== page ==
Injured bobcat bites woman who tried to help in Riverview
TAMPA Getting a glimpse of a bobcat isn't easy. The elusive creatures hunt at night and are wary of people, wildlife officials said. So getting attacked by the felines is almost unheard of. There are only about a half-dozen cases in the state's history where a bobcat pounced on a person, said Gary Morse, spokesman for the Florida Fish and Wildlife Conservation Commission.But an uncommon encounter transpired today in Riverview when a good Samaritan stopped to lend a hand to an injured bobcat — and was bitten when she tried to move the animal. The woman stopped her car on U.S. 301 near Symmes Road about 9 a.m. after seeing what she thought was a housecat that was hit by another car, wildlife officials said. The woman placed a towel over the bobcat's head and tried to lift it, said Robert Scholl, a state wildlife law enforcement officer. She thought it had been knocked unconscious, but as she picked it up, the feline came to and bit her right hand through the towel, Morse said. The woman initially refused medical treatment, but changed her mind and went to a local hospital, Morse said. The bobcat caused a traffic jam on U.S. 301, according to a 911 call released today. An unidentified motorist called dispatchers and told them, "People are trying to catch a bobcat in the median." The dispatcher replied, "A bobcat?" "Yeah," the unidentified caller said. "Everybody's getting out of their cars trying to catch the cat." Bobcats are common in the Tampa Bay area and the population of the felines across the region is healthy, Morse said. The Florida Department of Health also is investigating the incident. Health officials did not release the woman's name, citing medical privacy laws. The bobcat was taken to Hillsborough County Animal Services and euthanized, standard procedure when a wild animal bites a person, said agency spokeswoman Marti Ryan. The animal suffered severe injuries to its back, and it was best to put it down humanely, Morse said. Its brain matter will be sent to a lab, where it will be tested for rabies, Ryan said. The woman who tried to help the feline will be notified of the results — expected in a few days — and if the animal tested positive for rabies, she will be advised to get additional treatment, Ryan said. "When it is in this high-risk category, it becomes a public health issue," Ryan said. "It was a gorgeous animal. The driver meant well. But she learned a lesson the hard way." The wildlife commission warns people to avoid handling wild animals, especially when they are sick or injured. Anyone who comes into contact with a sick or injured animal should call 911 or the wildlife commission at 1-888-404-3922.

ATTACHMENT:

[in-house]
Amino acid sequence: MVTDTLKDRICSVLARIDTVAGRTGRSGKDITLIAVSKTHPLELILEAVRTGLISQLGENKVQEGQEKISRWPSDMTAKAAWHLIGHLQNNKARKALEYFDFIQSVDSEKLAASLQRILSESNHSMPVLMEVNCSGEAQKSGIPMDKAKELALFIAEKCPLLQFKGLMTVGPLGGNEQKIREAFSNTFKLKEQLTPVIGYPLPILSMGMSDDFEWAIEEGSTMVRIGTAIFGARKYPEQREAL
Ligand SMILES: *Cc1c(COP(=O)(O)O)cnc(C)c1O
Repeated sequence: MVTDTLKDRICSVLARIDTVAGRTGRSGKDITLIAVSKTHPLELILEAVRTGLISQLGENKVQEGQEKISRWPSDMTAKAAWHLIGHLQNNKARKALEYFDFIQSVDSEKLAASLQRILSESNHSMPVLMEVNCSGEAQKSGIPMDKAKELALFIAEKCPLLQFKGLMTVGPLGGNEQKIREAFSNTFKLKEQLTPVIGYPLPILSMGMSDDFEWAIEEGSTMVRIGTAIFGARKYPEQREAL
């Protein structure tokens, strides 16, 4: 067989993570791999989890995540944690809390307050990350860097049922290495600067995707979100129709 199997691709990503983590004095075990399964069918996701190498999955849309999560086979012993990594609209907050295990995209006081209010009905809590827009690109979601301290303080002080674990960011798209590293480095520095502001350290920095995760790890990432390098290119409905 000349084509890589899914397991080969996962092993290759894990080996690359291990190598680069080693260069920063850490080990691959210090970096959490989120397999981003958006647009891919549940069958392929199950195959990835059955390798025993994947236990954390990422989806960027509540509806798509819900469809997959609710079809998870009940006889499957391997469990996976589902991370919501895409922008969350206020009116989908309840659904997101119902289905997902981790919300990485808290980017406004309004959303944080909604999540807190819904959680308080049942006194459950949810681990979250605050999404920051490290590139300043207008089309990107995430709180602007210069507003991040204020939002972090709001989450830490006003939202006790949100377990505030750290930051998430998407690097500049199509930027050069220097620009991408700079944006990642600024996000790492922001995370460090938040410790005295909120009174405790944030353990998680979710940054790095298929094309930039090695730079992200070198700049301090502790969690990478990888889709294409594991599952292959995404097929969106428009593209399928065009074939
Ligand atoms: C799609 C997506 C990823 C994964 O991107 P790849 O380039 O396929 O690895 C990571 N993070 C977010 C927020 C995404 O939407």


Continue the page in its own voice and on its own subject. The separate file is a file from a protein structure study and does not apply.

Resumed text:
TBO producer Julio Ochoa contributed to this report. email@example.com (813) 259-7920